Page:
Keep your heart with all vigilance,The other night after our kids were tucked in for the night, Mr. Edwards put a movie on for us to watch as we wound down from the day. It was a witty comedy that we loved when we saw it in the theaters nearly ten years ago. We hadn't seen it in quite a while. I settled in next to Mr. Edwards to watch, but soon I was wondering what I ever enjoyed about the film. A few scenes still made me laugh, but the profane sarcasm of the wit was nauseating. I didn't remember it being that way.
for from it flow the springs of life.
Put away from you crooked speech,
and put devious talk far from you.
Let your eyes look directly forward,
and your gaze be straight before you.
Ponder the path of your feet;
then all your ways will be sure.
Do not swerve to the right or to the left;
turn your foot away from evil.
Parenting has left us little time for keeping up with whatever Hollywood serves up, but before we had kids we were regular movie viewers. I faithfully read the Friday movie reviews and it wasn't unusual for us to go to the theaters nearly every weekend. We never decided to quit watching movies or quit reading all the Hollywood reviews and news, but over time we've had little opportunity to do such things. We committed early on in our parenting to keep the television off when our kids are awake (except for occasional sporting events), so there isn't much time for media. (Funny that we instinctively knew our kids shouldn't see television, but assumed that we could watch and be unaffected.)
Here's the point: Although I didn't decide that movies were corrupting my thinking and I needed to stop filling my mind with so much media, that is exactly what happened. And along the way I discovered that while I believed I was immune to the corrupting influence of movies and television, I wasn't immune at all. It had influenced me and corrupted my thinking.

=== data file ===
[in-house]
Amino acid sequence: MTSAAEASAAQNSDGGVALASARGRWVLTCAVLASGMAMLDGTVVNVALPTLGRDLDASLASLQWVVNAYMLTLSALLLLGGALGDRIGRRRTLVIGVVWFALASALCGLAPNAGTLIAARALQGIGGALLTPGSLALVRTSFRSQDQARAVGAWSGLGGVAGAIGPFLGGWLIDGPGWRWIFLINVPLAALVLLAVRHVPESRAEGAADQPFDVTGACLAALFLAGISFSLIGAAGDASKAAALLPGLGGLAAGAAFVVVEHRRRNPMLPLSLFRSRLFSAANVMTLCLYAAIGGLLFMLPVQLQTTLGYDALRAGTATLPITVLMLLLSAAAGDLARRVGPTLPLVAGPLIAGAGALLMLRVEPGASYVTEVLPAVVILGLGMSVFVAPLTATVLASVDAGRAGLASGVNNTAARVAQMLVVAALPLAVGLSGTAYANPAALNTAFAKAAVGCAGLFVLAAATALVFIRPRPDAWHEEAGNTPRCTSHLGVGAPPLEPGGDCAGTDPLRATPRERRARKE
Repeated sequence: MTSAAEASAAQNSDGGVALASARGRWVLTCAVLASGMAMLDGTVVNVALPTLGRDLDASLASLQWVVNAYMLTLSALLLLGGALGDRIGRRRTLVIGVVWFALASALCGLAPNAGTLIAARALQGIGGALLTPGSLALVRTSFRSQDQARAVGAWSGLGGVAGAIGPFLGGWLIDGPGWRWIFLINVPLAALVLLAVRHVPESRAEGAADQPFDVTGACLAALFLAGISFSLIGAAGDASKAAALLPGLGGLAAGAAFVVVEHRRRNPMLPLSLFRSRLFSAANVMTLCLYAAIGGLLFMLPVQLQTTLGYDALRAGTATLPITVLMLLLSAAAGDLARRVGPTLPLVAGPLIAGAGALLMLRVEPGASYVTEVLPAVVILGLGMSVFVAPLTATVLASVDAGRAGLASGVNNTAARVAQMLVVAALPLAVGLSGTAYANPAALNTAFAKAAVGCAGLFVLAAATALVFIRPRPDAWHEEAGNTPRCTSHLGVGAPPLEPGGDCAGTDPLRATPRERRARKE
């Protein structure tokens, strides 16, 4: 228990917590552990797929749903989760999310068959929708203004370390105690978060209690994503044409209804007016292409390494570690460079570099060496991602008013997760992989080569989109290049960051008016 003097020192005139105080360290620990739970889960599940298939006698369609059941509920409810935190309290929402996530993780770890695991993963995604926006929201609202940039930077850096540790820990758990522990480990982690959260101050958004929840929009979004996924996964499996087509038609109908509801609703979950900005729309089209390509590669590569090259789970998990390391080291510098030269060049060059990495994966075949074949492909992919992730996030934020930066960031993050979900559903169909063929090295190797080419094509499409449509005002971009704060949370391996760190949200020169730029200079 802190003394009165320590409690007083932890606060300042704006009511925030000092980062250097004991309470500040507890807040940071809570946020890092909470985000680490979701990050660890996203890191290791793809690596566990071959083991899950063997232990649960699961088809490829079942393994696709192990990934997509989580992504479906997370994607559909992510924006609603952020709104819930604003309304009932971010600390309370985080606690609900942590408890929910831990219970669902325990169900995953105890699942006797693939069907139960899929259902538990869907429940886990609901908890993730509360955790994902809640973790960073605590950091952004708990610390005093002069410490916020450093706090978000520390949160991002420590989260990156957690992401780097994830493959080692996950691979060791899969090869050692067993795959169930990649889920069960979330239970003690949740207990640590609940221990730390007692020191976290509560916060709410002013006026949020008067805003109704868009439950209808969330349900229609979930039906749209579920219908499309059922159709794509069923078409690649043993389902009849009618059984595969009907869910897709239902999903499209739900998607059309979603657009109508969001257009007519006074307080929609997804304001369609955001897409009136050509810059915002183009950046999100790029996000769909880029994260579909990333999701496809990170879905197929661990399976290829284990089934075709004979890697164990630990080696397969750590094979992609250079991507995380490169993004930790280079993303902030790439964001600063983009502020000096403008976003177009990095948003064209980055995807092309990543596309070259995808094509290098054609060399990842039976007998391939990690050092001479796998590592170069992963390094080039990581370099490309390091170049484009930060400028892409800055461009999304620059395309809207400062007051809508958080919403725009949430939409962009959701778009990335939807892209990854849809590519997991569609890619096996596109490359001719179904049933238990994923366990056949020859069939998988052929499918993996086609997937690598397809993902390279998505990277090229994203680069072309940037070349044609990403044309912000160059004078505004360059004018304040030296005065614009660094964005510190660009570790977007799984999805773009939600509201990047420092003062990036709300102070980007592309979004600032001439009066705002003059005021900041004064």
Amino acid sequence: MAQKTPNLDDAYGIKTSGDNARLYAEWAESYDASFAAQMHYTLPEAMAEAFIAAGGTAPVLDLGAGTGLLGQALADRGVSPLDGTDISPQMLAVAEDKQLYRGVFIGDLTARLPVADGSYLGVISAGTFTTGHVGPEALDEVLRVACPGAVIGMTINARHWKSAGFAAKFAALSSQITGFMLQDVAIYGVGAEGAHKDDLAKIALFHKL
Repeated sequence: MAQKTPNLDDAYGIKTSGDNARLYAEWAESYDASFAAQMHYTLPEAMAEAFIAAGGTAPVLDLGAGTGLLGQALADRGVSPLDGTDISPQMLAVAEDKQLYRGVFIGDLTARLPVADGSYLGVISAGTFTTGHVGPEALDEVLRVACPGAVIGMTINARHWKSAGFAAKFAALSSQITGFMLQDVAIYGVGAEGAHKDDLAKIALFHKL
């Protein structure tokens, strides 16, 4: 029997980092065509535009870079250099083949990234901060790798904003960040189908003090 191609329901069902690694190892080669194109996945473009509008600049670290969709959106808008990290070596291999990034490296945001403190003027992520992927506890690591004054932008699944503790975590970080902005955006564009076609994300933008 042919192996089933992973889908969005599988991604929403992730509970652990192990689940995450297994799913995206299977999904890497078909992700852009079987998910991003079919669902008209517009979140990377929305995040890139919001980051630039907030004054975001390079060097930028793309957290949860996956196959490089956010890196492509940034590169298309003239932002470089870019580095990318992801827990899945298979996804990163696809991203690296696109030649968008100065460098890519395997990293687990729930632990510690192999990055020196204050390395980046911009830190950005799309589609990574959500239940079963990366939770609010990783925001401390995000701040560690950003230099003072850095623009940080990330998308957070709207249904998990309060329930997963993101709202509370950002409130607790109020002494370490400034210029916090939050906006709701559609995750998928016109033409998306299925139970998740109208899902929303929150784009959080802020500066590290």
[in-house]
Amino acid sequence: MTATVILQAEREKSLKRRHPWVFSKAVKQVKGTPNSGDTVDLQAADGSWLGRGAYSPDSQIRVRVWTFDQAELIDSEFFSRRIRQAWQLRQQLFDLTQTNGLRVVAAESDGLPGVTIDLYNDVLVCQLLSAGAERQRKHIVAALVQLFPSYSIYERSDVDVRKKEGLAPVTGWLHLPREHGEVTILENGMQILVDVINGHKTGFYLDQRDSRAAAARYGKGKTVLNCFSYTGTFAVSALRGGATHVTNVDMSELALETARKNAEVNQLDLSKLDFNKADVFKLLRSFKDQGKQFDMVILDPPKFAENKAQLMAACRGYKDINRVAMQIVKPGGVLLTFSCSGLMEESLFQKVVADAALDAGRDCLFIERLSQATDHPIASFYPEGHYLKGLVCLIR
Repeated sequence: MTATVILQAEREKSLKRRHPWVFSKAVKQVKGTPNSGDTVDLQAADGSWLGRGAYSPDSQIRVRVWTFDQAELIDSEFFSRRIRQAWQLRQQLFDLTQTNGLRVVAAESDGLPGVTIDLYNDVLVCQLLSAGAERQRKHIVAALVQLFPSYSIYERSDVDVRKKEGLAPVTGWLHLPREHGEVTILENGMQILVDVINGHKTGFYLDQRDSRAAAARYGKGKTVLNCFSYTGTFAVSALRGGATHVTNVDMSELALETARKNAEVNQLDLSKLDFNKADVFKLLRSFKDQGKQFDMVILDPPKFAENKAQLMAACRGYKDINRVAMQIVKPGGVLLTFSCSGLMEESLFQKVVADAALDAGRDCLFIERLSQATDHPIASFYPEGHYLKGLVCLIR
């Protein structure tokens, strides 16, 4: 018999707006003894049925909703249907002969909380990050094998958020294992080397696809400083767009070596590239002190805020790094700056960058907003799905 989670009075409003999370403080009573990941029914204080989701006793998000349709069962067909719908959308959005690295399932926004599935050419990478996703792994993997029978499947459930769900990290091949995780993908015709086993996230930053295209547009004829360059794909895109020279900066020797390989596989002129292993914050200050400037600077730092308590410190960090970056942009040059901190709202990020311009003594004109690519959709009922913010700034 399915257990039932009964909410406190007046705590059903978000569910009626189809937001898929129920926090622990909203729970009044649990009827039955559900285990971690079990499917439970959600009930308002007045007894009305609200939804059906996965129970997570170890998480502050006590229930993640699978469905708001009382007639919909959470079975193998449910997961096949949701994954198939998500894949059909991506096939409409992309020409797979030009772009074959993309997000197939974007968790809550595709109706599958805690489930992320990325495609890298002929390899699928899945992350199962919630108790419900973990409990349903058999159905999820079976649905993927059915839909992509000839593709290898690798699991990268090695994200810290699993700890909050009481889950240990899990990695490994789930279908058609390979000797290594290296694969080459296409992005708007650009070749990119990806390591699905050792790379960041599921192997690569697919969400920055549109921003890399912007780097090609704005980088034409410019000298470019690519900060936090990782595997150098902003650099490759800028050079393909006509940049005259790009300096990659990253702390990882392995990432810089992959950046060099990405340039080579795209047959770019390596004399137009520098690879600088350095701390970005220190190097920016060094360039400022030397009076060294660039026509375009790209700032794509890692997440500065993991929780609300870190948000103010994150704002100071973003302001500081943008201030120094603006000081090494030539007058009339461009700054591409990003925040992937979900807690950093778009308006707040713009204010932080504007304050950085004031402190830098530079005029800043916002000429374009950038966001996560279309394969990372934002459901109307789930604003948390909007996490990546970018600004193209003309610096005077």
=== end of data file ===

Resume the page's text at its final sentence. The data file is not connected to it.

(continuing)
All of this has me remembering Thomas Chalmer's sermon "The Expulsive Power of a New Affection." It is very difficult to determine to cut sinful or corrupting desires out of our lives, as much as we must do so. Replacing those sinful desires with a desire for something better is far more effective. We can't just stop pursuing the world. We must start pursuing God. Chalmers wrote:
"You never will be able to arrest any of its leading pursuits by a naked demonstration of their vanity. It is quite in vain to think of stopping one of these pursuits in any way else but by stimulating to another...But what can not be thus destroyed, may be dispossest—and one taste may be made to give way to another, and to lose its power entirely as the reigning affection of the mind."
I've been thinking about contentedness this week and examining my heart. Am I content? Or am I craving things of the world? What is the most effective way to become content? Is it by determining to turn my back on the things I crave and practice self-denial? Or will a more lasting cure be found in directing my cravings after what deeply satisfies: Christ.
Jesus said to them, "I am the bread of life; whoever comes to me shall not hunger, and whoever believes in me shall never thirst. (John 6:35-36)What will it take for me to crave the only sustenance that fills instead of the empty calories of the world? Jesus tells me I need to ask for this everyday. I need to remind myself everyday that He is the bread of life.
"But he answered, "It is written,Contentedness comes from God. We cannot attain it apart from Him. We cannot aim for it, or any other virtue. But we can daily feed on the Word and be filled with the Spirit and then discover that contentedness has settled upon us gently and completely.
"'Man shall not live by bread alone,
but by every word that comes from the mouth of God.'"
"Give us this day our daily bread."
(I've mentioned Chalmers before here.)